Elva Ruby Miller (October 5, 1907 – July 5, 1997), who recorded under the name "Mrs. Miller", was an American singer who gained some fame in the 1960s for her series of shrill and off-key renditions of popular songs such as "Moon River", "Monday, Monday", "A Lover's Concerto", and "Downtown". Singing in an untrained, Mermanesque, vibrato-laden style... Miller's voice was compared to the sound of "roaches scurrying across a trash can lid."
But she laughed all the way to the bank. Her rendition of "Downtown" sold 250,000 copies in three weeks, and reached No. 82 on the Billboard Hot 100 singles chart in April 1966.
By the 1960s, this attitude had become entrenched in police administration and law enforcement literature. Police Juvenile Enforcement declared that while a policewoman could be an asset, "a female officer is not a necessity."
Some even went so far as to suggest that male officers could simply dress as women for undercover work. In 1962, eight male officers did just that in order to trap muggers and rapists in New York City. "We want our men to look like housewives, not like Hollywood stars," explained Inspector Michael Codd, head of the tctical force. Twenty-seven-year-old patrolman Victor Ortiz wore white sandals, orange tapered pants, and a beige padded sweater on top of a bright print blouse. On hand to help the officers get ready were two policewomen, Caryl Collins and Dolores Munroe. The women stood by in their official uniforms as the men posed for the TV and newspaper cameras. Why teaching men to wear heels and put on lipstick was deemed more useful than simply deploying policewomen seems a question the reporters never asked. It's true that decoys did get attacked as part of these operations (that was the point), but all officers worked in teams with detectives standing by to apprehend suspects. In this instance, two of the disguised policemen had their purses snatched in Central Park and seven people were arrested in the overnight anti-mugging operation.
In November 1965, Walter Cunningham was arrested on suspicion of being involved in a jewel robbery. The police picked him up two days after the robbery, loitering outside a pawn shop. He didn't have the jewels on him, but when he later complained of a stomach ache, the police realized he had swallowed all the evidence: about 91 diamonds, a 20-karat ruby, and an emerald chip.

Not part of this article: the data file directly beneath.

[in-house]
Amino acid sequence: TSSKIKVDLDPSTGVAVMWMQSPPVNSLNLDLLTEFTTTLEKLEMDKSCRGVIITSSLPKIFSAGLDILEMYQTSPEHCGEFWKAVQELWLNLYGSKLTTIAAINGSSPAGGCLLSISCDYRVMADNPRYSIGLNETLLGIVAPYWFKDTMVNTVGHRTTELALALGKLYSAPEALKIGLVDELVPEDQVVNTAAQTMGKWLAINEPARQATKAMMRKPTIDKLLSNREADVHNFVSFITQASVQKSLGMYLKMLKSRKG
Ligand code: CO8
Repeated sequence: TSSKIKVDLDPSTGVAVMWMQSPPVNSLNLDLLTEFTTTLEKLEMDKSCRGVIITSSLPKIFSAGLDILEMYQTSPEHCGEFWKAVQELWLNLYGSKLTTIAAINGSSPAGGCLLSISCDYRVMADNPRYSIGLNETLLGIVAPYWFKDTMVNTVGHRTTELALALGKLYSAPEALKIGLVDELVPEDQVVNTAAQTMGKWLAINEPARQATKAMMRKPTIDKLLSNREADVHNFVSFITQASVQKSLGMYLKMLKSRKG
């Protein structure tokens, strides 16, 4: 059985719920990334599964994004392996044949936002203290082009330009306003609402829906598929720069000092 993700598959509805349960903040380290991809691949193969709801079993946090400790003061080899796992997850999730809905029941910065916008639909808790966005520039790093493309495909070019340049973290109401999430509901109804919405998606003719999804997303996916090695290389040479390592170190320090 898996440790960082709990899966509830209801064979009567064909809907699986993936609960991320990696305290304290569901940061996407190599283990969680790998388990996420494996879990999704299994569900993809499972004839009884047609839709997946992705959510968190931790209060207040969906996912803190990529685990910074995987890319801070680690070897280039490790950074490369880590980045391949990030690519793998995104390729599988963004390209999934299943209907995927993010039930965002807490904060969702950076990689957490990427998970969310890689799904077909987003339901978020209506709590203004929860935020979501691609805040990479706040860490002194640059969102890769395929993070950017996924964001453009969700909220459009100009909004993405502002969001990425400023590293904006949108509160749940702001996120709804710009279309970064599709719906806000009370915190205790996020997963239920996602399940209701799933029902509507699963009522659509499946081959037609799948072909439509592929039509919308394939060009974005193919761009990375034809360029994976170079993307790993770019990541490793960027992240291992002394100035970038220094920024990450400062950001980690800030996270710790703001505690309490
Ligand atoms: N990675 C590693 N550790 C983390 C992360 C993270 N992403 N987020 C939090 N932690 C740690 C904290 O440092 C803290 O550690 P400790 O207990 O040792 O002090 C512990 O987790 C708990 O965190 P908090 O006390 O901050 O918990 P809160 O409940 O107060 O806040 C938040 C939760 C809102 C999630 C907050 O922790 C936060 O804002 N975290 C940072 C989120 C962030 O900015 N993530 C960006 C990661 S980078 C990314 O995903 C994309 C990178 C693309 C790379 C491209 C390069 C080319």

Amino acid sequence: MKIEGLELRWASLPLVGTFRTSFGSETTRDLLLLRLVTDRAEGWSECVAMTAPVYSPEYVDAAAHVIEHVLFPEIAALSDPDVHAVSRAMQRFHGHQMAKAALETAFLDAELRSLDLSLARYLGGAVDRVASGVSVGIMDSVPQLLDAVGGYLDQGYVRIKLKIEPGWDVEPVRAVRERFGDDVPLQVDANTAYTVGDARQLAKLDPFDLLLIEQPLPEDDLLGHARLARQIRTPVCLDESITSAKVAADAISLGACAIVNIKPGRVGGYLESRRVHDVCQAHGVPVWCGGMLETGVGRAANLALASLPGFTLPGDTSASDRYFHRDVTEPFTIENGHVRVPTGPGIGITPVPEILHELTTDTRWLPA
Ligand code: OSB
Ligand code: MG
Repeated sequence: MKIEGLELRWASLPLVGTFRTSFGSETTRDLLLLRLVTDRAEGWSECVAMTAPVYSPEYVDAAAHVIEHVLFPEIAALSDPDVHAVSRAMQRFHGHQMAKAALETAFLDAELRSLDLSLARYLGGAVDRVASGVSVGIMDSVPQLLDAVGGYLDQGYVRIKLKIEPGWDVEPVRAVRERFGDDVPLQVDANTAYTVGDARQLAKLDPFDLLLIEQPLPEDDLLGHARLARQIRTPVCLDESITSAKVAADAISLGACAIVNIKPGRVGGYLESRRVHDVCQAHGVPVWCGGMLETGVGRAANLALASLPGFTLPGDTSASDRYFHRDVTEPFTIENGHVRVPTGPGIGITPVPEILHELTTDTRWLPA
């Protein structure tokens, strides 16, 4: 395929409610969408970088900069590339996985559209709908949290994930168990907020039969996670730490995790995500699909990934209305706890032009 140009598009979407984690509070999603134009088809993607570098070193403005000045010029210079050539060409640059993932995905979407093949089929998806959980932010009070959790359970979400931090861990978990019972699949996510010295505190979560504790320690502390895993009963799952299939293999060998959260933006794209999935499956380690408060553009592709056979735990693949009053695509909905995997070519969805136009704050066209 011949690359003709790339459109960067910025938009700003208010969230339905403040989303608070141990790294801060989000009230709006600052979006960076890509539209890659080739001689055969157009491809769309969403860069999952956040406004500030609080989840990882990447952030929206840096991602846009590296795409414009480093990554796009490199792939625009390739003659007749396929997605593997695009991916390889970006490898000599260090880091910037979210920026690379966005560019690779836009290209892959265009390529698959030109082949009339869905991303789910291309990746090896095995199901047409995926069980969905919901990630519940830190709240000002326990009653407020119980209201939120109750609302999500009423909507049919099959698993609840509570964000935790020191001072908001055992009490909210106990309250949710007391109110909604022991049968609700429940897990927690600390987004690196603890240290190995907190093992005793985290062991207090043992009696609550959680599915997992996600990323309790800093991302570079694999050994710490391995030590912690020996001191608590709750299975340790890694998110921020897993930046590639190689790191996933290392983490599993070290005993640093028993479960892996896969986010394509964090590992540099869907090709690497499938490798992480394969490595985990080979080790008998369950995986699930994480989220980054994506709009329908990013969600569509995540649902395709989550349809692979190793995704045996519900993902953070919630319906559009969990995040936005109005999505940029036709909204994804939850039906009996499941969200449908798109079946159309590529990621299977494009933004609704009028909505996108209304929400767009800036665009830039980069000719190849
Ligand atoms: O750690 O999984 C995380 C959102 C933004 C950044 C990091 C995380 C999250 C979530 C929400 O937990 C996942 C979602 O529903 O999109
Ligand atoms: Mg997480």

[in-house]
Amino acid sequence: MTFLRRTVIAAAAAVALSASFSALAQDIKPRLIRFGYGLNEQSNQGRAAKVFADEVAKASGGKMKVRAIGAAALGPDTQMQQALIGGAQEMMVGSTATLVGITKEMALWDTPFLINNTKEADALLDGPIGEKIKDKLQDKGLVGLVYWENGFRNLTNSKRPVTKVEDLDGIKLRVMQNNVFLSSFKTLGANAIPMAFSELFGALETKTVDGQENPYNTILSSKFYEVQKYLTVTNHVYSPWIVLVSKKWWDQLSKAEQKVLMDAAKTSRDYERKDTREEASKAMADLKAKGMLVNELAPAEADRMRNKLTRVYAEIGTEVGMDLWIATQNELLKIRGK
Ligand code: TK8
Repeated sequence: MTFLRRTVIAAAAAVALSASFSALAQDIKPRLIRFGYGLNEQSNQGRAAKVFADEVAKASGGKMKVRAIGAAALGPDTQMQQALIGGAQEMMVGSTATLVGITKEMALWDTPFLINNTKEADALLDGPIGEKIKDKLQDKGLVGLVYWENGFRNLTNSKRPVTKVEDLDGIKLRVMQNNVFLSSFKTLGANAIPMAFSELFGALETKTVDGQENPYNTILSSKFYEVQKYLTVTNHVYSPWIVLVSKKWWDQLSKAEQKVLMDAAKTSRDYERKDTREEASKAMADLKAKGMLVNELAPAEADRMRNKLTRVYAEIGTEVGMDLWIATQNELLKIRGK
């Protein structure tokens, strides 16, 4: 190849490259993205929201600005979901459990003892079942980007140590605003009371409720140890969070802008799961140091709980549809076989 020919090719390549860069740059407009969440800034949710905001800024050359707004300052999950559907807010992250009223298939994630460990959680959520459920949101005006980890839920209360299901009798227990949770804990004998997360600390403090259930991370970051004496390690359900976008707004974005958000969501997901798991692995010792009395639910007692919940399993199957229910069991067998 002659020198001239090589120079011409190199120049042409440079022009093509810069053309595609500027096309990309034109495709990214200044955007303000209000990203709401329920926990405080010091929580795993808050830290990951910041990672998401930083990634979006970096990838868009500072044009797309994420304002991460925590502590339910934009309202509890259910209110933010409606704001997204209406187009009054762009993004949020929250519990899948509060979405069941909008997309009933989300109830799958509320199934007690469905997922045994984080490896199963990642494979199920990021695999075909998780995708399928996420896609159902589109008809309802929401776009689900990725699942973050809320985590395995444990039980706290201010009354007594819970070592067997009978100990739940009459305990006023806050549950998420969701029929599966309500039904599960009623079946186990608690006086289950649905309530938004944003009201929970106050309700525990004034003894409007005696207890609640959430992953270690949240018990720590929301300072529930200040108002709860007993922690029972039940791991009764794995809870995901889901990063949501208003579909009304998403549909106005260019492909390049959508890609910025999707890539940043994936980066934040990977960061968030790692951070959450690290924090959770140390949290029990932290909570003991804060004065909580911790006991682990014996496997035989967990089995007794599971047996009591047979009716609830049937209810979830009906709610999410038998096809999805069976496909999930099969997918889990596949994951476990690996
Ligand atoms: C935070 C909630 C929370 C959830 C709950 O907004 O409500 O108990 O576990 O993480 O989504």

Police Lt. Carl Schumacher told reporters, "We figure he must have swallowed the gems while he was being booked. He was probably standing there chomping away while our backs were turned."
Doctors subsequently recovered the jewels. Cunningham pleaded guilty to a federal charge of interstate transportation of stolen property.
In February 1961, Harold Roth, director of the East Orange Library in New Jersey, made news by having arrest warrants made out for 14 people with overdue books. The degree of overdueness ranged from four months to one year. But what really attracted attention was the manner of the arrests. The police showed up at many of the houses around midnight to rouse the scofflaws out of bed and drag them down to jail.
I think this 1961 case remains the largest mass round-up of people with overdue library books, but people still occasionally get arrested for not returning their library books in a timely fashion. The site publiclibraries.com has an article about "Jail time for overdue library books" that lists some more recent cases.
Introduced in 1965 by the Treo Company, and promptly withdrawn from the market on account of complaints by the Daughters of the American Revolution.
In a letter to the Treo Company, Inc., a ranking DAR official called the girdle... a "shocking caricature" of the American flag.
"Patriotism should be encouraged by proper respect to the Stars and Stripes, the symbol of this great country and the many opportunities enjoyed here," Mrs. W. Carl Crittenden, national chairman of the DAR's Flag of the United States of America Committee, wrote.
"I believe that all patriotic citizens will agree with me that it is deplorable to downgrade our flag in this fashion."
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Alex is the creator and curator of the Museum of Hoaxes. He's also the author of various weird, non-fiction books such as Elephants on Acid.
Paul Di Filippo
Paul has been paid to put weird ideas into fictional form for over thirty years, in his career as a noted science fiction writer. He has recently begun blogging on many curious topics with three fellow writers at The Inferior 4+1.
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